Question 5: Do you agree that the Standard should focus only on product-level disclosures and not firm-level disclosures?

While we recommend that the CFA not proceed with the Standard at this time, should it do so, we believe that the Standard is designed for products, and therefore should be product-focused and not firm-focused.

Question 6: Do you agree that an asset manager should be permitted to choose the investment products to which they apply the Standard rather than be required to apply the Standard to all their investment products with ESG-related features?

While we recommend that the CFA not proceed with the Standard at this time, should it do so, we believe that asset managers should have the flexibility to choose the investment products to which they apply the Standard. We also have concerns about certain ESG-related features, as discussed in our responses to Questions 16 and 36 below.


II. Independent Examination Requirement (Question 11)

We are strongly opposed to any independent examination requirement for the reasons described below.

Question 11: Should independent examination be required, or should it be recommended as best practice but ultimately left to the discretion of the asset manager?

While we recommend that the CFA not proceed with the Standard at this time, should it do so, we do not believe that independent examination should be required. We are concerned that independent, third-party examinations would be costly and time consuming for investment advisers. Most investment advisers are small businesses that would be disproportionately affected, without significant benefits.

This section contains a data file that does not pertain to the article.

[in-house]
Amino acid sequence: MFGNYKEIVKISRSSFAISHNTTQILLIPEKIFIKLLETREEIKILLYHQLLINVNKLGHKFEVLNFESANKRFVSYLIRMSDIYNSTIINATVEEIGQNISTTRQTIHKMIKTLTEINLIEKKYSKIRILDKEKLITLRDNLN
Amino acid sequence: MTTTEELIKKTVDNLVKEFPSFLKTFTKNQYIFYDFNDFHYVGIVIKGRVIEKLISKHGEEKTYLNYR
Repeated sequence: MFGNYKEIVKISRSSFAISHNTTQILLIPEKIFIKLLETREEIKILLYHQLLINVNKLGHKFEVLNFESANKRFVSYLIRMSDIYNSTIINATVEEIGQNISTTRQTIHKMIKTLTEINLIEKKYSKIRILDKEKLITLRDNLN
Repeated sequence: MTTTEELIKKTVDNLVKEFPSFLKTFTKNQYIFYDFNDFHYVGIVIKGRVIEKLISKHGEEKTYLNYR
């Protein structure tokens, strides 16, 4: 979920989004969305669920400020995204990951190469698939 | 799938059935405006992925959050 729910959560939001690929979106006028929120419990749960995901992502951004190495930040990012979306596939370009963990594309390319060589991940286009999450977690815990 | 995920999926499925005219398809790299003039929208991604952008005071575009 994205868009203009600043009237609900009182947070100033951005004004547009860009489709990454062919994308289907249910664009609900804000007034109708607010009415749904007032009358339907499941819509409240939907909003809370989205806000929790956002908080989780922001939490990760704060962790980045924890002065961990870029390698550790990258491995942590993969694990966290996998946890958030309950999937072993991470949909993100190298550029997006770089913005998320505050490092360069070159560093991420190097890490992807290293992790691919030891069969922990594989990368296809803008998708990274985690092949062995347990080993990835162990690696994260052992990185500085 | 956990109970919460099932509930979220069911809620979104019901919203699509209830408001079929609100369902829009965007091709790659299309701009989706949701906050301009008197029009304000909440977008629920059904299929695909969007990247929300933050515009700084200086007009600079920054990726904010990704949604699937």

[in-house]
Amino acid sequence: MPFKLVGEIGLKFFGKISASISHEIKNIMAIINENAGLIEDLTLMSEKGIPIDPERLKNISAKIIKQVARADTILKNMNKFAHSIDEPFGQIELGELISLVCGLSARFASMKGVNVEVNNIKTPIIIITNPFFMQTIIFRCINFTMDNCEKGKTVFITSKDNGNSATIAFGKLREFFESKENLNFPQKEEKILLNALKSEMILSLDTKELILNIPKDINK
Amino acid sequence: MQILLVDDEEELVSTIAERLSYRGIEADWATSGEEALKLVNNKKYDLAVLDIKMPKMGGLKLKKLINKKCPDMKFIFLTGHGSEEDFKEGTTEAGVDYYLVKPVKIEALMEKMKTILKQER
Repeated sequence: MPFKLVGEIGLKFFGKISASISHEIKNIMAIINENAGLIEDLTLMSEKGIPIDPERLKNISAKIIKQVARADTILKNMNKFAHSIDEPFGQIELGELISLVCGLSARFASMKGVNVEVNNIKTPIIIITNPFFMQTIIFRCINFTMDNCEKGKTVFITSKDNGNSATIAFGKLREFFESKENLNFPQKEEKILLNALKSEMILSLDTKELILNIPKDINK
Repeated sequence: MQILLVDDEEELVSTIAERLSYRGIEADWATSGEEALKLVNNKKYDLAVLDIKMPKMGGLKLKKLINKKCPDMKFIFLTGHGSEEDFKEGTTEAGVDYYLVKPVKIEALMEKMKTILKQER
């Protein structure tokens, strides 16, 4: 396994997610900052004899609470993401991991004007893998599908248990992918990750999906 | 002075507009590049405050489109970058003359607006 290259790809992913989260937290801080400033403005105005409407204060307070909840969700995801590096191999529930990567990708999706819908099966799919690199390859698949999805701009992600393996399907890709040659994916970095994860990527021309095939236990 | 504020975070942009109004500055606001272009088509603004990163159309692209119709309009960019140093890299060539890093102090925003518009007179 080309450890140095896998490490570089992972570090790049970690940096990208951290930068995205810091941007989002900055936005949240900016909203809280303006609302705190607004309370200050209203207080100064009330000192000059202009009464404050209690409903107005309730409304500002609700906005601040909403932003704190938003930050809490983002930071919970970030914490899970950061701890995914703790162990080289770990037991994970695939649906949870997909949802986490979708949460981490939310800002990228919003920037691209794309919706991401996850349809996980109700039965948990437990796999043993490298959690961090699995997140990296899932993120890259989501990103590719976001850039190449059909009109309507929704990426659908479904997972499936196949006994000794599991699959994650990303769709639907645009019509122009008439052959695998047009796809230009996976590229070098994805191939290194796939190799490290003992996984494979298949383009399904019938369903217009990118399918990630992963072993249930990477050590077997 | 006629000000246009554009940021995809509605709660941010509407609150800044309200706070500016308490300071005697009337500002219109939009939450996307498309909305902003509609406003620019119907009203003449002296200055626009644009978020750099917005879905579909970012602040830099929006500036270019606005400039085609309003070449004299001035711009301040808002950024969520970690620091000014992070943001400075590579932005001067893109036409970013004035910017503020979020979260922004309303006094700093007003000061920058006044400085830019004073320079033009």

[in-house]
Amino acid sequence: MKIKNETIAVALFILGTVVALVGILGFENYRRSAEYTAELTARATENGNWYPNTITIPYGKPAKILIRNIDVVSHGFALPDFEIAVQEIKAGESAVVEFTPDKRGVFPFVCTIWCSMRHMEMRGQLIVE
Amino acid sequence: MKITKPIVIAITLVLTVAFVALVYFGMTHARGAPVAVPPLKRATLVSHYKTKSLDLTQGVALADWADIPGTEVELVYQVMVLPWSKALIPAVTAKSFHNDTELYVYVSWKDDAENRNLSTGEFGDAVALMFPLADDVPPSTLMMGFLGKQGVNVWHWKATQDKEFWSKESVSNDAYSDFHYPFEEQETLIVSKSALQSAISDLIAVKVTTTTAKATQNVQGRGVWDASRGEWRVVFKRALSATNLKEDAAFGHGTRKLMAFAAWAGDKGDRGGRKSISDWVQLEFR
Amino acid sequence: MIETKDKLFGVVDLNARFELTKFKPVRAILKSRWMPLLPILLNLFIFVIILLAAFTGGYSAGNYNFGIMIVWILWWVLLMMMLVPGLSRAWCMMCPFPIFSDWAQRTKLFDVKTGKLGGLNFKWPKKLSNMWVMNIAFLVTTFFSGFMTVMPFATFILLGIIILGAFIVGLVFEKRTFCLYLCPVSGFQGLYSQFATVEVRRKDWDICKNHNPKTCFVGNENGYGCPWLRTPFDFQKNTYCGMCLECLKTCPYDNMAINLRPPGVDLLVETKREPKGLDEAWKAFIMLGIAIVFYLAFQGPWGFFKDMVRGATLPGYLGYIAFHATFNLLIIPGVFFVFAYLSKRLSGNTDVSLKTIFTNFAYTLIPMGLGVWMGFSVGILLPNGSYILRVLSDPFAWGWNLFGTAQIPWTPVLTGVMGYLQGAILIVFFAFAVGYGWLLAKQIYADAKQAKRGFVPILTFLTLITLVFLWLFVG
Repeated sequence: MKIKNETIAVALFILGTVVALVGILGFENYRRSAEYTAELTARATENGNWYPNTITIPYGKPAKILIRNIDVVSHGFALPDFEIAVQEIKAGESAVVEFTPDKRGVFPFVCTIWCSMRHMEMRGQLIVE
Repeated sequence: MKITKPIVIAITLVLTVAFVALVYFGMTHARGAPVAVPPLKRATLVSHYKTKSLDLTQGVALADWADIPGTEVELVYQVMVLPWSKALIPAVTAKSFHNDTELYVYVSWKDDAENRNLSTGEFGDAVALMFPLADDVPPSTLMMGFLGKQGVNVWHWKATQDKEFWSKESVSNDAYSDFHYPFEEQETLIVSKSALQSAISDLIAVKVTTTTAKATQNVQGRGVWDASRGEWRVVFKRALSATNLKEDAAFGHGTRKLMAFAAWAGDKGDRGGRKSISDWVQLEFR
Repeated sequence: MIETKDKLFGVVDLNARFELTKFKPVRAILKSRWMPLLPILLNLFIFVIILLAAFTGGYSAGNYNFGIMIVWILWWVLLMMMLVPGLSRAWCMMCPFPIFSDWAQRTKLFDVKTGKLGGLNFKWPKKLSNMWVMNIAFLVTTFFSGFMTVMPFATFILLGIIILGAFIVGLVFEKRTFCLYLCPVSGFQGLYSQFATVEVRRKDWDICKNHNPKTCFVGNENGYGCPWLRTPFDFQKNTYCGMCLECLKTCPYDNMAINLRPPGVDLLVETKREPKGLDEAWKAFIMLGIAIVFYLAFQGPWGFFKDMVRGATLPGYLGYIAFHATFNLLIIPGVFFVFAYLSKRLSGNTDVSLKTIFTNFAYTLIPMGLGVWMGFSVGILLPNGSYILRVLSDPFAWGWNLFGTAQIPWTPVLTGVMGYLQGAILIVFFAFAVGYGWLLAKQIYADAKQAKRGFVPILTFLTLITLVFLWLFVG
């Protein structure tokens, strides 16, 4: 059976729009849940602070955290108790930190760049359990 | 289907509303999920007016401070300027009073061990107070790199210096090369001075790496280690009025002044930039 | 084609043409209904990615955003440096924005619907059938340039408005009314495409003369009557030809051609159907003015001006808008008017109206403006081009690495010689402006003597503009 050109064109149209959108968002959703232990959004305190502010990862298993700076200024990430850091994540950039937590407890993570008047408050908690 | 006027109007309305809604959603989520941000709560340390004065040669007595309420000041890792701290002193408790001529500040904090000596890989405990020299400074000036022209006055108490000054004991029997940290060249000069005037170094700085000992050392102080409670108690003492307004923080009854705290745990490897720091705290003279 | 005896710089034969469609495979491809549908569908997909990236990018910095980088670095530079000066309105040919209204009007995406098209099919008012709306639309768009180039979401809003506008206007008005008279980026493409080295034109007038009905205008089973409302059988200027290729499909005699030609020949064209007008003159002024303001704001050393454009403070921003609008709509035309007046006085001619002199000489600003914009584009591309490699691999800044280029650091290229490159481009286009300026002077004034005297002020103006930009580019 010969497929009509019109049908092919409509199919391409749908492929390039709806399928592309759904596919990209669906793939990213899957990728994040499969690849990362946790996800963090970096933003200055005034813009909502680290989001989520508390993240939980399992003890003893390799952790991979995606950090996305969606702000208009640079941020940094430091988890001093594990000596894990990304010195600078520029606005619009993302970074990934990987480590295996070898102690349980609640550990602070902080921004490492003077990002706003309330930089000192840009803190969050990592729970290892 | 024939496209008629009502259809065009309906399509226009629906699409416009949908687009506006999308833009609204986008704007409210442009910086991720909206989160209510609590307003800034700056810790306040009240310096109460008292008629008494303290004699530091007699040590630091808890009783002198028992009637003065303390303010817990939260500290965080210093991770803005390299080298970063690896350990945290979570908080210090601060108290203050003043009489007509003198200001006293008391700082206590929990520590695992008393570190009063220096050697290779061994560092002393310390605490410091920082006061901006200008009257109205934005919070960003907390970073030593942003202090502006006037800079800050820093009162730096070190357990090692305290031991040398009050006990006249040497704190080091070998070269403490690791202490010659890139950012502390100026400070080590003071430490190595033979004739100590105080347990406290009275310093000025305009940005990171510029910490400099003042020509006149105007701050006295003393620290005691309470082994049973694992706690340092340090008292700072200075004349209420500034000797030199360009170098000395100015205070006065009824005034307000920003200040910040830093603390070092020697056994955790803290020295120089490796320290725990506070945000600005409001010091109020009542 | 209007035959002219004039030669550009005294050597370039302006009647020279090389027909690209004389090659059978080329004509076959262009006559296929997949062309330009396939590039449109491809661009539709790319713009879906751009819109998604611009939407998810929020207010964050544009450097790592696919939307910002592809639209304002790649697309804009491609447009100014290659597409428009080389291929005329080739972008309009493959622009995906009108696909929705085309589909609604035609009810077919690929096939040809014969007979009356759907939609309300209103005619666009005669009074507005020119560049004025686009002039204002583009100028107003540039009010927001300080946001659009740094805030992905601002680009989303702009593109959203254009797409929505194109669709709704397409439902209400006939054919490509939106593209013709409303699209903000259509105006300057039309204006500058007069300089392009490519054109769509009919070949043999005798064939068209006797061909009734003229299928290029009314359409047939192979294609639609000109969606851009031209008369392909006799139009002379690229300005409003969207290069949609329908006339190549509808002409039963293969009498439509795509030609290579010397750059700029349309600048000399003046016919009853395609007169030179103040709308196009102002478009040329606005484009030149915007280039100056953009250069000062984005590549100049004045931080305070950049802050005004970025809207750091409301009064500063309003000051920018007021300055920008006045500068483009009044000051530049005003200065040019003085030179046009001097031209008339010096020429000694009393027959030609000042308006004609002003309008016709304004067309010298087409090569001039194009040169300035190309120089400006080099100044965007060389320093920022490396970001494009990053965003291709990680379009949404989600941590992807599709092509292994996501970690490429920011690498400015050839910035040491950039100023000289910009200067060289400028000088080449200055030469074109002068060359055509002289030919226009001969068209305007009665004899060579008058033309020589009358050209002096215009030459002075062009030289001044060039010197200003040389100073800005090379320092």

We note that investment advisers are not subject to independent third-party examinations with respect to other disclosures, including disclosures related to other types of investment strategies, and we do not believe that ESG investment strategies should be singled out in this regard. Investment advisers are subject to an overarching fiduciary duty and robust disclosure requirements under the Investment Advisers Act of 1940 that apply across investment strategies. Investment advisers are also subject to periodic SEC examinations. Advisers also must comply with product-level disclosure requirements under the Investment Company Act and other regulations and they have compliance policies and procedures in place to address these requirements. Accordingly, we do not believe that requiring third-party examinations would be warranted.